In one post awhile back, I shared that having talents and not knowing what they are is like heading off to sea without ever stopping to look at the ship you’re on. Taking on the ocean in an inflatable raft is a very different experience than doing so in a cruise ship.
The tears and emotion came from the incongruence and the helplessness that I felt. It came from feeling like I was doomed to be normal.
The reality is that none of us is normal. We were created to be different. Each of us has unique gifts and talents, the combination of which adds tremendous value to the world.
We lose – and so does everyone around us – when we don’t identify and maximize those gifts, but instead cram ourselves into a perception of who we’re supposed to be. When we fit the mold, we’ve lost our power to affect change.
Being a generalist is scary. Specialization is where it’s at.
Several weeks ago I guest-lectured for a college career class about how to figure out what to do with your life. I hit 'em with the best stuff I have -- beware the outside/in model, develop your Profile of Self, and fight the fears that get in the way of success.
Toward the end, a student who had a particularly skeptical look on her face and who had been fighting some internal voice during the whole session finally raised her hand.
"But what if what I love to do doesn't pay."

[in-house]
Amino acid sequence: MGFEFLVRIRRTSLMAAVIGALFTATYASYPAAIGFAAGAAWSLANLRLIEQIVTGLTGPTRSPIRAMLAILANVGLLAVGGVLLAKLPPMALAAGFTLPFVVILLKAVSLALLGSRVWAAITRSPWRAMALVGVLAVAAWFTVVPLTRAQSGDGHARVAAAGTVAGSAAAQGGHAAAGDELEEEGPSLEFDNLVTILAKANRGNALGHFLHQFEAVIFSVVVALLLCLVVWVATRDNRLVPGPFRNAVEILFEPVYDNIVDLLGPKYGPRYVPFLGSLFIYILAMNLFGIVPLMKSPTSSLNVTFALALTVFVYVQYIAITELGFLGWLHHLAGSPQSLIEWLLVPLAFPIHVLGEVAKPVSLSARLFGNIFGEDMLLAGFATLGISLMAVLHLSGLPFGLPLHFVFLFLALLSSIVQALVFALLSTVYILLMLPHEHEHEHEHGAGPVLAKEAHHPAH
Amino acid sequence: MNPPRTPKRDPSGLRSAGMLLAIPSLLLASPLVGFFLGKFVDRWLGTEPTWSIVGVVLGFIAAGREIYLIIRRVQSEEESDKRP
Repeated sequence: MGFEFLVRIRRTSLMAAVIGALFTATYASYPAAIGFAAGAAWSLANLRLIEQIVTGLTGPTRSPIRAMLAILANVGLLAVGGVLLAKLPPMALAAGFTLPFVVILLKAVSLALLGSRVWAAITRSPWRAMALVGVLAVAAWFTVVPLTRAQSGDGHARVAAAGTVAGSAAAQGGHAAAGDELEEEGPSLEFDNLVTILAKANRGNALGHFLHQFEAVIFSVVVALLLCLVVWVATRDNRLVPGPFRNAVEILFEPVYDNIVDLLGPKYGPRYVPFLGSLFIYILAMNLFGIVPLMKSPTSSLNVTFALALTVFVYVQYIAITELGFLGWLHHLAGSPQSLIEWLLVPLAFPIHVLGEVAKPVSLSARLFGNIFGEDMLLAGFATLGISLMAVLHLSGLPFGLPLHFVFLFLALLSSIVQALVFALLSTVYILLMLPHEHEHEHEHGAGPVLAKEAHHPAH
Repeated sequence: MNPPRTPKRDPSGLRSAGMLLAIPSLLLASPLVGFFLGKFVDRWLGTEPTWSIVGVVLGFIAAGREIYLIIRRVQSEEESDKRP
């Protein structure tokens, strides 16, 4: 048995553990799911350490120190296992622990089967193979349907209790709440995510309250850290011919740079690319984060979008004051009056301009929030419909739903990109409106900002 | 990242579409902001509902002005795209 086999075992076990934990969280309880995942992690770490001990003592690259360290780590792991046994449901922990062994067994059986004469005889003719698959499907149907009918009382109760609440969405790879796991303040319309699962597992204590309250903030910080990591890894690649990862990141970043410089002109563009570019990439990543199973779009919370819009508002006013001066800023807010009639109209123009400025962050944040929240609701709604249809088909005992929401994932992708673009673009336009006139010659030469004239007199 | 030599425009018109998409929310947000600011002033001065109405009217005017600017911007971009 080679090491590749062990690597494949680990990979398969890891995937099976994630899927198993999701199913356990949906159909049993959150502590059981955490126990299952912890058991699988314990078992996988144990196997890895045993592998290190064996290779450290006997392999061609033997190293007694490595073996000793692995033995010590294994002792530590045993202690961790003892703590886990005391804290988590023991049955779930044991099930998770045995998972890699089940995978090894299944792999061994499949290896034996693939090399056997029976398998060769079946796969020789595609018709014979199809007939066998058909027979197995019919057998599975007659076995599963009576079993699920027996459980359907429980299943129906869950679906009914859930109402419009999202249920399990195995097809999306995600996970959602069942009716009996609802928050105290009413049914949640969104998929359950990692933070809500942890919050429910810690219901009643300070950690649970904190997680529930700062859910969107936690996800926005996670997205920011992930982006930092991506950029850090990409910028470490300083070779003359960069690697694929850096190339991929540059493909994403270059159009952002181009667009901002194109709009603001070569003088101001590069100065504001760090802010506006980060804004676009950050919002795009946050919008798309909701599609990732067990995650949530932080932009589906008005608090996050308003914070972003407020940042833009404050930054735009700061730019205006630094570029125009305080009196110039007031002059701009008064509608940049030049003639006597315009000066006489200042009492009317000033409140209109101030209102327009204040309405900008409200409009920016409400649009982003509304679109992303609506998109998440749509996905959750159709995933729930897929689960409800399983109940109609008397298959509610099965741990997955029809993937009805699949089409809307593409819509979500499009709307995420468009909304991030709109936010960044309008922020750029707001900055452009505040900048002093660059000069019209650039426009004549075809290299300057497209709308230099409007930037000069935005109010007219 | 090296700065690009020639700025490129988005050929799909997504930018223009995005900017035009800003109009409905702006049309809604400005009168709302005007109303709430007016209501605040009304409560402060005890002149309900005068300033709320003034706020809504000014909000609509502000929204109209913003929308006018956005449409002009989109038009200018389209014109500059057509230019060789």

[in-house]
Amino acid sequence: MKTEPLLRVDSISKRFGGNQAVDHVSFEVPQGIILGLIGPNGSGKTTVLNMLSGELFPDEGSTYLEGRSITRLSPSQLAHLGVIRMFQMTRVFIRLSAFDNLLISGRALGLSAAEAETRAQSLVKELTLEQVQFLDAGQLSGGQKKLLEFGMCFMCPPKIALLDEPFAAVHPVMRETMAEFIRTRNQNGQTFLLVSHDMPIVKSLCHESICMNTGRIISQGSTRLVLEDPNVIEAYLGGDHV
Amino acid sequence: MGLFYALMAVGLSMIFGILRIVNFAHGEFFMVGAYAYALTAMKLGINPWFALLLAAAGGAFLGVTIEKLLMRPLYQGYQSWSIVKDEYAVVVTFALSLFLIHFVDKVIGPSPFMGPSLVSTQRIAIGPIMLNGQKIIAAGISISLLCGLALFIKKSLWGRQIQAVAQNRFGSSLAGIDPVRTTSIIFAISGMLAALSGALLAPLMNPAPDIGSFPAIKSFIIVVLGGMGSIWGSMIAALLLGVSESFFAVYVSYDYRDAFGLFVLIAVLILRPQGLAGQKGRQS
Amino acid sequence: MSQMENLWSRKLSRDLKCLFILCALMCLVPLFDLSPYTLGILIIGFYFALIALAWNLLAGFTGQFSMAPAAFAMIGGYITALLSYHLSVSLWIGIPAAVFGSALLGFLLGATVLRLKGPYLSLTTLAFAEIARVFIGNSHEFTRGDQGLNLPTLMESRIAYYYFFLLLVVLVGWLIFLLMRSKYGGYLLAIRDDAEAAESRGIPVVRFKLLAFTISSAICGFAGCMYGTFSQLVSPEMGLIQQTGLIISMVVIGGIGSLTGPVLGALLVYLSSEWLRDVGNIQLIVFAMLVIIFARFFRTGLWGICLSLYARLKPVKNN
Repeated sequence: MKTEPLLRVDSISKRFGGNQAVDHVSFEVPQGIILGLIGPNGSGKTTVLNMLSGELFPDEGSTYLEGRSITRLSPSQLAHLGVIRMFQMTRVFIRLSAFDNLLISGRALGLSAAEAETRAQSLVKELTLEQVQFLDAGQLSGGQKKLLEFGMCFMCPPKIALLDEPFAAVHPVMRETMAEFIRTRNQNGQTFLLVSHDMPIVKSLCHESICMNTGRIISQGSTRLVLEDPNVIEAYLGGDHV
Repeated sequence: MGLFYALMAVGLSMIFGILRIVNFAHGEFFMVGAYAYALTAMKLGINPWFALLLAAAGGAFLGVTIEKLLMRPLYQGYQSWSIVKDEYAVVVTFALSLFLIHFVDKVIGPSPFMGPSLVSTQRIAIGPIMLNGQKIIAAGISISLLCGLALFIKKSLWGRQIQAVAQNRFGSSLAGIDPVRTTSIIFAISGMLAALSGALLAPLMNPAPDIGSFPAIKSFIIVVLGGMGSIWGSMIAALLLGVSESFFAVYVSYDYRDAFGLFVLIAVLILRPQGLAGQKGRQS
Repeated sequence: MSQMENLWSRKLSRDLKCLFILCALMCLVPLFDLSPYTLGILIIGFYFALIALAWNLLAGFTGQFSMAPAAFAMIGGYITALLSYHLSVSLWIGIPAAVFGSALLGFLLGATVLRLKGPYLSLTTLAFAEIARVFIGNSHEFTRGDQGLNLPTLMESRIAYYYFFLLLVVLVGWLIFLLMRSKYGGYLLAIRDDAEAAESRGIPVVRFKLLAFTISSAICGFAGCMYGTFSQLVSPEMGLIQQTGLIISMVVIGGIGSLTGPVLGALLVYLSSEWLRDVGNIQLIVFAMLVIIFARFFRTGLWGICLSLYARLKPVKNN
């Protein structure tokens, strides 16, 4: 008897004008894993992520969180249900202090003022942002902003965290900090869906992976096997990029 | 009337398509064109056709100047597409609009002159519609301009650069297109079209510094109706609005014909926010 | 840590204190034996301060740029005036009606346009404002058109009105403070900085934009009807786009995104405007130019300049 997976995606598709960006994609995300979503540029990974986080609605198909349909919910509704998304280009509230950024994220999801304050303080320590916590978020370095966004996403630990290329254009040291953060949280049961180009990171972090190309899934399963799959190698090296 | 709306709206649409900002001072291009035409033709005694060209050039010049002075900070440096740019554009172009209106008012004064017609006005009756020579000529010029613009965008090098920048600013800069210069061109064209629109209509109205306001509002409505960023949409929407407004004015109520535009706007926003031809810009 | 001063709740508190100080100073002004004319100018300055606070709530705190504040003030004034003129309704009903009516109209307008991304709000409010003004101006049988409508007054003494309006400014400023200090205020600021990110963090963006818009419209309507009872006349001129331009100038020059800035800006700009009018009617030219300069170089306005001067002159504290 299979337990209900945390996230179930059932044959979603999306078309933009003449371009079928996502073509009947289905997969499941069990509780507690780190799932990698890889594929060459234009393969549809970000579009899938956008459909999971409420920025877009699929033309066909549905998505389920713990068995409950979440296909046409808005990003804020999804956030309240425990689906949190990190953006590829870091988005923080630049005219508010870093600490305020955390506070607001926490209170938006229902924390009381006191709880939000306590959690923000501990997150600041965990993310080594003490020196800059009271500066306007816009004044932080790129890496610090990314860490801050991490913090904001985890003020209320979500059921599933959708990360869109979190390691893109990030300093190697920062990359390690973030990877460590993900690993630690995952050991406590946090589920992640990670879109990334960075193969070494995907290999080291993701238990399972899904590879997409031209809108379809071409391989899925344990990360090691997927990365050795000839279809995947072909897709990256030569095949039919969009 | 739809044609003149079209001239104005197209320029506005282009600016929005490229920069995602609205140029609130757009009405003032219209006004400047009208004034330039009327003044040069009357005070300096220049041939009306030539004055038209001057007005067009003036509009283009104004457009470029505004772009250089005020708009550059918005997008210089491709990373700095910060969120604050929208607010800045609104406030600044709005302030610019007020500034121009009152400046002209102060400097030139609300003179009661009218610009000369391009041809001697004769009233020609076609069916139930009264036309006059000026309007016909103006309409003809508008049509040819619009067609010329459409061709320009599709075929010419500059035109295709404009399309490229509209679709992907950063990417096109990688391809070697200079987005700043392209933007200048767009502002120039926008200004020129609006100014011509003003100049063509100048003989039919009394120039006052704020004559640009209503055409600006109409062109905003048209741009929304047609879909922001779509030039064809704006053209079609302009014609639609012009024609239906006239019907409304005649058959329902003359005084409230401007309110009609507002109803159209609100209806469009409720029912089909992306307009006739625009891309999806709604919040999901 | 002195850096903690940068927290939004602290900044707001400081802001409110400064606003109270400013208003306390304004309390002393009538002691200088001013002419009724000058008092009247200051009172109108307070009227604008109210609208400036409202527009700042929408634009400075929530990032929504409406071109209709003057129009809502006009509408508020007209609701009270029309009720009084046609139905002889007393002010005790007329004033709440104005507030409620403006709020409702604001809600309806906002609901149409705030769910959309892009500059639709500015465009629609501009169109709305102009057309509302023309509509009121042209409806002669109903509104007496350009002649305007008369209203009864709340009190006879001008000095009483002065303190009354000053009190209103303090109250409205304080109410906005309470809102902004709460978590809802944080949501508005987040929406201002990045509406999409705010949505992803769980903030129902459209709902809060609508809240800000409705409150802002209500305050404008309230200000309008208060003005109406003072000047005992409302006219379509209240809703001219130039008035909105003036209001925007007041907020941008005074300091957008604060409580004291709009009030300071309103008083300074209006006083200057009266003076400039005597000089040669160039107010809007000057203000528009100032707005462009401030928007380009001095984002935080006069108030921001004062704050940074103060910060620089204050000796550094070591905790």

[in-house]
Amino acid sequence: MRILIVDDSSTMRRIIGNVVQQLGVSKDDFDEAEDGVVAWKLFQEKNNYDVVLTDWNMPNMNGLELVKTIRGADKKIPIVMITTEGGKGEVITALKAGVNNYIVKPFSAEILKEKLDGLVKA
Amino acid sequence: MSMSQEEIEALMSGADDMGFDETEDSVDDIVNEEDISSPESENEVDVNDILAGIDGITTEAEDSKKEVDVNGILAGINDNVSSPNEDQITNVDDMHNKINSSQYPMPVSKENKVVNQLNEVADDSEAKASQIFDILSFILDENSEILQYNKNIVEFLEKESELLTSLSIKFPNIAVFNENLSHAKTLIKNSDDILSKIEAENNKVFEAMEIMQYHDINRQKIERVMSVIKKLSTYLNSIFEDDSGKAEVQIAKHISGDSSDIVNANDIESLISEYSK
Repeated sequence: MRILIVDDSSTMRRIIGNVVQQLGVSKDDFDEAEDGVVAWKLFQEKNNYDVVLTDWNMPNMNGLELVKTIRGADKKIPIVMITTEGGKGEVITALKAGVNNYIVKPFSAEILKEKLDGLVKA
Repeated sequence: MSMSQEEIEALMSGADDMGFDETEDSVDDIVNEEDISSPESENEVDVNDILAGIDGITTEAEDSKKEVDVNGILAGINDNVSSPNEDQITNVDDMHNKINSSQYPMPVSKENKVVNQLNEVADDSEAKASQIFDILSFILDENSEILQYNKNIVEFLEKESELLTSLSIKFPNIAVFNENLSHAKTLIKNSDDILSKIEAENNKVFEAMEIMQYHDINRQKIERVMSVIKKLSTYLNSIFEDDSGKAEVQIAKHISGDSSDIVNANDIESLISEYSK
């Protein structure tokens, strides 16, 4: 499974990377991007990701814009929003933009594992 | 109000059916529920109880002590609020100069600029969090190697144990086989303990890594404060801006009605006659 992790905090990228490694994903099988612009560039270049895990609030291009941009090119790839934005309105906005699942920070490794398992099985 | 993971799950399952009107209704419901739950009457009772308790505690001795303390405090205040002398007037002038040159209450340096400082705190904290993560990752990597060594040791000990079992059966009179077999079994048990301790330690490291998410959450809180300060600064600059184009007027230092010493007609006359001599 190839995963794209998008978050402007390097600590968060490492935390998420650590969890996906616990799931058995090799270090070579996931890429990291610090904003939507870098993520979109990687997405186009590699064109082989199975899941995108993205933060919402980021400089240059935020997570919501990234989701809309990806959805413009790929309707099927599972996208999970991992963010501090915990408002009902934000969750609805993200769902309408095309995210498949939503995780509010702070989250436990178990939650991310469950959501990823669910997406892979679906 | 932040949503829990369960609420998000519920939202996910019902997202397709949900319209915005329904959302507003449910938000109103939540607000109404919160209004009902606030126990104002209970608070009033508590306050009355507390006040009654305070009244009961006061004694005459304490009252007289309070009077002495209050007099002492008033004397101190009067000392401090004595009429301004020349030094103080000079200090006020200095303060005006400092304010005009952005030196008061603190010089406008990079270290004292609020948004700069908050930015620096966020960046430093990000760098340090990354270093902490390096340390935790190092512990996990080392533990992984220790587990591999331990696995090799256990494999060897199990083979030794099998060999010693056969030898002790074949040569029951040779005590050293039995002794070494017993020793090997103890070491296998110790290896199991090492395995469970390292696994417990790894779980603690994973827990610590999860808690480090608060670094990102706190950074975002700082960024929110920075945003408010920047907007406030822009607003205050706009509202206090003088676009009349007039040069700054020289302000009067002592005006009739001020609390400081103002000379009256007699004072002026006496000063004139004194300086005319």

Great question. I'm so glad she asked, because I guarantee each of you have thought this at least once, as has every other career-searcher in the world.
I returned volley with this:
"Who's the best florist on planet earth?"
Any idea? Me neither. Until I looked it up. Google it. Some guy named Gregor, who is the Master of all Master Florists -- essentially the Picasso of flowers. This guy has won awards for flowers internationally, has written 30 books, and speaks six languages.
And I guarantee he's not making $30k a year.
A florist, for heaven's sake. Killing it in the world of flowers.
Here's the best part: you can do this with any industry. Trash collectors, plumbers, artists, writers, mechanics, etc. Someone has to be the best. Every industry has someone at the top.
And what makes them the best at what they do is that they love it. There is always room at the top for those who love what they do.
It started with passion. It started with a drive to do it because they were intrinsically motivated by the craft, whatever that was.
So don't give me this "what if I can't make money doing it" thing. Start with passion, add in some consistent hard work, earned credibility, networking, education and training, and do it all over a consistent period of time and you will make money doing it.
Sidenote: Usually when people ask that question, what they're really saying is "what if I can't make money immediately doing that" or "what if I don't have the patience to stick it out long enough to make money?" Answer: you probably weren't that passionate about it in the first place.
Hi! I'm Dustin.